What can the location of the Akra tell us? It was once located south of the south wall of the Solomon Temple compound. It was built in between the City of David and the Temple cutting the city off from the Temple. The ruins of the fort/tower has been uncovered in the Givati parking lot built on a shelf of the Tyropoen valley just north of the old City of David.  The Temple, pre Herod, had to be close enough to look into it from the top of the Tower.  That is not possible if the Temple was on the peak of the mount on the Dome of the Rock platform. The Temple had to be lower down from the peak of the Mount, down on the hill Ophel.

So the facts so far are;  the eastern ridge had three levels, the City of David, the Ophel hill and the peak of the Mount, which is now covered by the Dome of the Rock.  The eastern ridge, pre-Herod, was at least 450 feet thinner, west to east, than the Temple Mount is today, cutting off 150 feet from the west side and 300 from the east side. The excavation of the Akra demands a lower location for the Temple.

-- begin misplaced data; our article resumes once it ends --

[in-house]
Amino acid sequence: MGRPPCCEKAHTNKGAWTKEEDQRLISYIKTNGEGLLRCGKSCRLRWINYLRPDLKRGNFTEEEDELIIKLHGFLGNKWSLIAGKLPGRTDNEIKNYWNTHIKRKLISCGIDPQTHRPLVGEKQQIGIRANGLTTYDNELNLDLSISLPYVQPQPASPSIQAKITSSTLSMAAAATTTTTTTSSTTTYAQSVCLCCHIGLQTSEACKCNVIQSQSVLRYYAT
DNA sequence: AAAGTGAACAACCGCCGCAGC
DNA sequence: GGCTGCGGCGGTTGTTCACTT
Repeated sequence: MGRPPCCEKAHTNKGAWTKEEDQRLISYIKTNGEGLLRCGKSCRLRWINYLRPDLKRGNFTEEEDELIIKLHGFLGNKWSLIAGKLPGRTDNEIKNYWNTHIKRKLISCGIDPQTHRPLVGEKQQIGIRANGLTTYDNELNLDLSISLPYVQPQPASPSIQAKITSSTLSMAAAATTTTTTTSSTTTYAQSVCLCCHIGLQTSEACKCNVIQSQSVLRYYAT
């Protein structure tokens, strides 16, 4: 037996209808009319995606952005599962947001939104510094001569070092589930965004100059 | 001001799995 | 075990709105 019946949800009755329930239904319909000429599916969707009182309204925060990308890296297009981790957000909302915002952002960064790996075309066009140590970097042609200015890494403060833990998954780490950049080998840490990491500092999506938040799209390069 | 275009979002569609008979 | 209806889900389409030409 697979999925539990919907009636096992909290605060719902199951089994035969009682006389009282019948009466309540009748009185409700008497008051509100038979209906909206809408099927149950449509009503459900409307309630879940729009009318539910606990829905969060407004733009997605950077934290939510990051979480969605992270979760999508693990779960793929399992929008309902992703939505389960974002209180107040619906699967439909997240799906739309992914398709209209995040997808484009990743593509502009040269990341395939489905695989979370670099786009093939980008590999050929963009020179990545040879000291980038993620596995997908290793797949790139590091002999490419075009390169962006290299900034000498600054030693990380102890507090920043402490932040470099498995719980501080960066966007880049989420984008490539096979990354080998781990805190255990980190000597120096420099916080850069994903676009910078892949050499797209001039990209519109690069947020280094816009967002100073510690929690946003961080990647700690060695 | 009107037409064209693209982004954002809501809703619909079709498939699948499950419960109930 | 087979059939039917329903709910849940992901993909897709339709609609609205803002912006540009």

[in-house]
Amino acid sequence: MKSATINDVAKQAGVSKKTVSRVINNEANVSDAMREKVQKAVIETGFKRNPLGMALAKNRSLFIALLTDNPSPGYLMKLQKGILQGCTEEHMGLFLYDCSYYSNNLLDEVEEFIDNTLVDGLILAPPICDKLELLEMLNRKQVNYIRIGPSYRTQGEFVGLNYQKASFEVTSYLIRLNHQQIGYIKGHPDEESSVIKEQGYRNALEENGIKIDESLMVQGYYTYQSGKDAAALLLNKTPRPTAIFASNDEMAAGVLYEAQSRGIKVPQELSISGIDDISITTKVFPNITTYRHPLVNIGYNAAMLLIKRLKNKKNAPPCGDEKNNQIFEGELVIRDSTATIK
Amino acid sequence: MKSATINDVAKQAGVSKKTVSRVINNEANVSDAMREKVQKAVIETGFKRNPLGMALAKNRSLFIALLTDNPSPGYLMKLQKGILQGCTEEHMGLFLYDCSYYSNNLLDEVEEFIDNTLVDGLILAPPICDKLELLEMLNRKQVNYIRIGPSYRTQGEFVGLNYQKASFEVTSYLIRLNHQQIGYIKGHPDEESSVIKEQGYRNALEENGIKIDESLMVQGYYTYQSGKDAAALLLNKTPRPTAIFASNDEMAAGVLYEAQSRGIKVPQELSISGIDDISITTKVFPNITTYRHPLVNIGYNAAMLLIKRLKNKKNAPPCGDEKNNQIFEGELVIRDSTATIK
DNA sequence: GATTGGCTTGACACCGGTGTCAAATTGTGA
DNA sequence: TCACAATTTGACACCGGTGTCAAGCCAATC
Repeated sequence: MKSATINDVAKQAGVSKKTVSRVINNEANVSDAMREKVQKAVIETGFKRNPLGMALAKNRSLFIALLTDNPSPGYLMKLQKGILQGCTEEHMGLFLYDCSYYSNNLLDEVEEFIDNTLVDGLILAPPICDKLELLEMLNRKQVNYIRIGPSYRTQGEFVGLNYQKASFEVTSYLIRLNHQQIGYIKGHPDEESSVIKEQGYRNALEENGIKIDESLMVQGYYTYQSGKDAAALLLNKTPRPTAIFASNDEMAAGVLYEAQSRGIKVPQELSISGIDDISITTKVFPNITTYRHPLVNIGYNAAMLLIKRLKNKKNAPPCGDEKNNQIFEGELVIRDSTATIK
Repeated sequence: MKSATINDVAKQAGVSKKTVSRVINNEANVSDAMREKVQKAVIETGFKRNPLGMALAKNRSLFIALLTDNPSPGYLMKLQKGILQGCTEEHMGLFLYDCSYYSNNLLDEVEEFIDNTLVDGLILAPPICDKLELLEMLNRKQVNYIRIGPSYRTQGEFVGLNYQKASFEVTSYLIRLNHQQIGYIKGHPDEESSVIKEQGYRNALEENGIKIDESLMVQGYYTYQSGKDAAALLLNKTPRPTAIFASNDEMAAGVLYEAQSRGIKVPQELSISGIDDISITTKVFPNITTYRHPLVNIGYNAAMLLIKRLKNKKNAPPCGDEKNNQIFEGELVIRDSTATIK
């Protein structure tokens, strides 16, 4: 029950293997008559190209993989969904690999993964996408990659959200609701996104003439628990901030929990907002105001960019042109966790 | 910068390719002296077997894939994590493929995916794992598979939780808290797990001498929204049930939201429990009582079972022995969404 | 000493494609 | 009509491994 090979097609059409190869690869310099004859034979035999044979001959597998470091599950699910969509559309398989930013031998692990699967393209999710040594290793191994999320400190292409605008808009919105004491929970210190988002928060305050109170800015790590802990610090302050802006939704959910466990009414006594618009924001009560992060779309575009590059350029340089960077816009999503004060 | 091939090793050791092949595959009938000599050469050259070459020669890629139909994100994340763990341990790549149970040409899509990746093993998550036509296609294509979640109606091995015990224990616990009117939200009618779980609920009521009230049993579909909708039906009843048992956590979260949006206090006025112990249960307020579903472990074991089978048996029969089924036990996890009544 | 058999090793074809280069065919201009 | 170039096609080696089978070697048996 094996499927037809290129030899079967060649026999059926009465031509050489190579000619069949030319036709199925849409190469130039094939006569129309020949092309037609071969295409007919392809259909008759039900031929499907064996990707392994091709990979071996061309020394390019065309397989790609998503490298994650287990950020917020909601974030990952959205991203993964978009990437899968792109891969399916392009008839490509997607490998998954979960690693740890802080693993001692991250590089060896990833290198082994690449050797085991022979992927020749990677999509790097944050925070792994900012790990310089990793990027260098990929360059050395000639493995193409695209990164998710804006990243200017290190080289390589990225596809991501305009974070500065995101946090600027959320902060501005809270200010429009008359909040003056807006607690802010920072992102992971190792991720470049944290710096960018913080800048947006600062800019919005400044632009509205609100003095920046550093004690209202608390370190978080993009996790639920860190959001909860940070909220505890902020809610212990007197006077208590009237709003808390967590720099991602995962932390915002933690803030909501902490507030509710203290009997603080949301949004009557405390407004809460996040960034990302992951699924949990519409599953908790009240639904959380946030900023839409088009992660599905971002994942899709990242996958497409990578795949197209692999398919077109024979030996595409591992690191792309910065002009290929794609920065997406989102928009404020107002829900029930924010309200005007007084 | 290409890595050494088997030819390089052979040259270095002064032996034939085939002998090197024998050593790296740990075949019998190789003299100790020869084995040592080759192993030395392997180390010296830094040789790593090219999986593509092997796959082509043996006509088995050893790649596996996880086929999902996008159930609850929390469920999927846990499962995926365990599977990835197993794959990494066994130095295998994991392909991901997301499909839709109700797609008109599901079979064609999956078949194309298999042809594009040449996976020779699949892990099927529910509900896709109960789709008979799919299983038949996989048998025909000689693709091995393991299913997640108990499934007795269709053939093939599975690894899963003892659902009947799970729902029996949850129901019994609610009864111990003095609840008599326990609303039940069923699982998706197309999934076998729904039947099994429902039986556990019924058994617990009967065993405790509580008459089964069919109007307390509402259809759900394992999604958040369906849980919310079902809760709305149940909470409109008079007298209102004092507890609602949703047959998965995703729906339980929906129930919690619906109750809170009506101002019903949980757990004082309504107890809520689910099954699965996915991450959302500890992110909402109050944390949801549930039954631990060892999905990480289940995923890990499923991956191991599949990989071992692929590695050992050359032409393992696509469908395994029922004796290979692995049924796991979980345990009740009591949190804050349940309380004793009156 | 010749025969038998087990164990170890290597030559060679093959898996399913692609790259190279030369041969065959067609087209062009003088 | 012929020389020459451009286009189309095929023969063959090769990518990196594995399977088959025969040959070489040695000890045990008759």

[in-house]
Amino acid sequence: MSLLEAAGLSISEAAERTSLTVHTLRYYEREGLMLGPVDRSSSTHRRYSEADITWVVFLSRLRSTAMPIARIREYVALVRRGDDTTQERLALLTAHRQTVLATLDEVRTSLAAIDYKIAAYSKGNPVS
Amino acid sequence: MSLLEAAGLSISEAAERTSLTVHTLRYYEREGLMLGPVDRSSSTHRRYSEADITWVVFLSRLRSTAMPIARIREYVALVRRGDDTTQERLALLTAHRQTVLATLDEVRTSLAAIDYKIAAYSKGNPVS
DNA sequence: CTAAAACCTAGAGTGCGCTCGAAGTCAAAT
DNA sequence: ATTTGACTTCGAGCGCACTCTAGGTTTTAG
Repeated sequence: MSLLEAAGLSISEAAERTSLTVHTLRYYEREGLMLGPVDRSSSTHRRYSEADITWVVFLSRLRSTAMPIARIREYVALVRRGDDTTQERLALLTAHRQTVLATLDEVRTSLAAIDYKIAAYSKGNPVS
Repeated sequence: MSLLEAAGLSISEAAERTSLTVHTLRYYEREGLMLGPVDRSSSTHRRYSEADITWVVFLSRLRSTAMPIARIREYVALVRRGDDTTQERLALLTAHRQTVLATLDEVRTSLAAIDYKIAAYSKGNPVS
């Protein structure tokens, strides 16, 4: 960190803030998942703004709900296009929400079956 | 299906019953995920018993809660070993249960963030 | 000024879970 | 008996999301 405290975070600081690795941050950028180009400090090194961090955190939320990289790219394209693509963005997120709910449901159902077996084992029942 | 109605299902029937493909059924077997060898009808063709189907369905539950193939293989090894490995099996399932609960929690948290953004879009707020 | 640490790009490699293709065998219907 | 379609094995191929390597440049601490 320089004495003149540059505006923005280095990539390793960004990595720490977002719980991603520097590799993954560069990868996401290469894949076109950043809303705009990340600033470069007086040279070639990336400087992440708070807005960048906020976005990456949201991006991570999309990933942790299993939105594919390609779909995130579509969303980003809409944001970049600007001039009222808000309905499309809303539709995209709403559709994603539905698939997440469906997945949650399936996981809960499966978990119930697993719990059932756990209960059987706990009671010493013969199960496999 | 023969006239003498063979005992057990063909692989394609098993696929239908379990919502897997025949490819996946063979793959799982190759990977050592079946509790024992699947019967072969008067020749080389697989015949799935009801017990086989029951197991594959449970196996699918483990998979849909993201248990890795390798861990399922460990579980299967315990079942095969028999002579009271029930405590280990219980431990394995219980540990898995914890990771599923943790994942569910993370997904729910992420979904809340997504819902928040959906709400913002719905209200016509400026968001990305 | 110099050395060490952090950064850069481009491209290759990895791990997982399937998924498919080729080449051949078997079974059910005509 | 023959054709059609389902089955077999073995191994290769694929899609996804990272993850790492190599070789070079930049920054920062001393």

Solomon built the Temple north of his father's palace. The question is how far to the north?  Far enough so that he could build his own palace and royal area south of the Temple.  In fact his palace butted up against the south wall of the Temple compound.  Between David's palace, discovered by Eilat Mazar above the Gihon spring, and the south wall of the Temple Mount is around 600 or so feet.  Plenty of room for Solomon to build his own palace and royal area.  He then walled this area in, increasing the size of the city to also include the Temple.  The Solomon wall was also revealed to us by Eilat Mazar on the east side of the Ophel. She has written a book as to her reasoning that this was Solomon's Royal area, according to the ruins, artifacts found there, and scripture.   This becomes very interesting because Solomon's palace butted up against his Temple compound, not Herod's. The south wall of the Temple Mount  is believed to be built as Herod's extended southern court.  So who is wrong, Eilat Mazar or those that claim the Temple of Solomon was on the Dome of the Rock platform? She has ruins and artifacts. The others have supposition and guesses, because no archaeologists are allowed to dig on the Temple Mount.